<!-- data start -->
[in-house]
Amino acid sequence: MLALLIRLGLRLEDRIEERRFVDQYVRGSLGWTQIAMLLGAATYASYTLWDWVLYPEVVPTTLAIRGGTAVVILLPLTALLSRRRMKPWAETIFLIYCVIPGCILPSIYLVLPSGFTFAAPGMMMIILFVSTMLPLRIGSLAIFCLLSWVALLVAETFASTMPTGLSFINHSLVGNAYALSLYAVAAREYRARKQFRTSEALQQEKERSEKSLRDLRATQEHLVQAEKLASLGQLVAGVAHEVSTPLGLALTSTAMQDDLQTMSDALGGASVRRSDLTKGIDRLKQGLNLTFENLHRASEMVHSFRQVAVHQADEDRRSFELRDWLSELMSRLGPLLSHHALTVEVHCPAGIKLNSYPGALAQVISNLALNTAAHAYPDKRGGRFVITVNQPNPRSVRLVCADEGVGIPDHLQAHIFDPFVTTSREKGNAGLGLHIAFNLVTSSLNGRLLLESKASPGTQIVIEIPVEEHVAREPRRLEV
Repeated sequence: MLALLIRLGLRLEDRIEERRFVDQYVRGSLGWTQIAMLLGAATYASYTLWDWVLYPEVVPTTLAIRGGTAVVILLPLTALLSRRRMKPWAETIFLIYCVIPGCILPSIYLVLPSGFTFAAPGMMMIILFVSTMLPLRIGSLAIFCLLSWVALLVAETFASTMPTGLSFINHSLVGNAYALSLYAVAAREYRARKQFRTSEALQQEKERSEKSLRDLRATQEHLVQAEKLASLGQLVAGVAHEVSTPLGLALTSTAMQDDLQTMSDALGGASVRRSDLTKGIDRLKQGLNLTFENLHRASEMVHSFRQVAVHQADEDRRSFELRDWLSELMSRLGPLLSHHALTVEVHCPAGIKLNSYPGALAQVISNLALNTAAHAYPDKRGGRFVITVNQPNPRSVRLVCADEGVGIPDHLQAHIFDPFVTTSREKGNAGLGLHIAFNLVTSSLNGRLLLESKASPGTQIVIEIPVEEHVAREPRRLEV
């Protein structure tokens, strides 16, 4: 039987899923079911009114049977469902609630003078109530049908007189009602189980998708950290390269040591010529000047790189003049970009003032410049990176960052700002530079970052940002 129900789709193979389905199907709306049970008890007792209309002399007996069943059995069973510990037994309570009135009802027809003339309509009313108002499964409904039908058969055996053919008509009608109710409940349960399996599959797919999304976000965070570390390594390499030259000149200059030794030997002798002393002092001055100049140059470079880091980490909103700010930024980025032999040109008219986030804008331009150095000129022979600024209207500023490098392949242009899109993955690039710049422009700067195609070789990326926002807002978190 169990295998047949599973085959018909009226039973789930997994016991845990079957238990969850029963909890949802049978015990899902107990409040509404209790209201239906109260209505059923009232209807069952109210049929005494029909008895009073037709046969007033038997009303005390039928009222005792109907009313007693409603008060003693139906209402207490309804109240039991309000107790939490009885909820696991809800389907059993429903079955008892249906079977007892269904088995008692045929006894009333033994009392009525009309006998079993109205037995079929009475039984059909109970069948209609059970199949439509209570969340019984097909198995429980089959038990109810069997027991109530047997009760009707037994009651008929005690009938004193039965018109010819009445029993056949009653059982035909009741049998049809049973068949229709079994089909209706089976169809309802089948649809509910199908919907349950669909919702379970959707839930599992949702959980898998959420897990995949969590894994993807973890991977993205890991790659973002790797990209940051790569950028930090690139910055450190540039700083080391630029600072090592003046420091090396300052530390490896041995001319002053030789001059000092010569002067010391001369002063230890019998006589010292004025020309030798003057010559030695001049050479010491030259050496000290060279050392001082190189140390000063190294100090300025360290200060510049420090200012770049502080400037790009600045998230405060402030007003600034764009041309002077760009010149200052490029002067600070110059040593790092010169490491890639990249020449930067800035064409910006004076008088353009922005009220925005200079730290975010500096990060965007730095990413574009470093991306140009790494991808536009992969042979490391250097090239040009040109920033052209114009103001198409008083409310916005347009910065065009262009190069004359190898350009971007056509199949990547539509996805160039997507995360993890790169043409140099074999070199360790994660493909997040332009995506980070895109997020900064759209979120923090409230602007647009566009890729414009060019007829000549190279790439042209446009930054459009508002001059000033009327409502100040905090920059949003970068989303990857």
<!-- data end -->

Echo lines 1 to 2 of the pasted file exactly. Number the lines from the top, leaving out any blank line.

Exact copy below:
[in-house]
Amino acid sequence: MLALLIRLGLRLEDRIEERRFVDQYVRGSLGWTQIAMLLGAATYASYTLWDWVLYPEVVPTTLAIRGGTAVVILLPLTALLSRRRMKPWAETIFLIYCVIPGCILPSIYLVLPSGFTFAAPGMMMIILFVSTMLPLRIGSLAIFCLLSWVALLVAETFASTMPTGLSFINHSLVGNAYALSLYAVAAREYRARKQFRTSEALQQEKERSEKSLRDLRATQEHLVQAEKLASLGQLVAGVAHEVSTPLGLALTSTAMQDDLQTMSDALGGASVRRSDLTKGIDRLKQGLNLTFENLHRASEMVHSFRQVAVHQADEDRRSFELRDWLSELMSRLGPLLSHHALTVEVHCPAGIKLNSYPGALAQVISNLALNTAAHAYPDKRGGRFVITVNQPNPRSVRLVCADEGVGIPDHLQAHIFDPFVTTSREKGNAGLGLHIAFNLVTSSLNGRLLLESKASPGTQIVIEIPVEEHVAREPRRLEV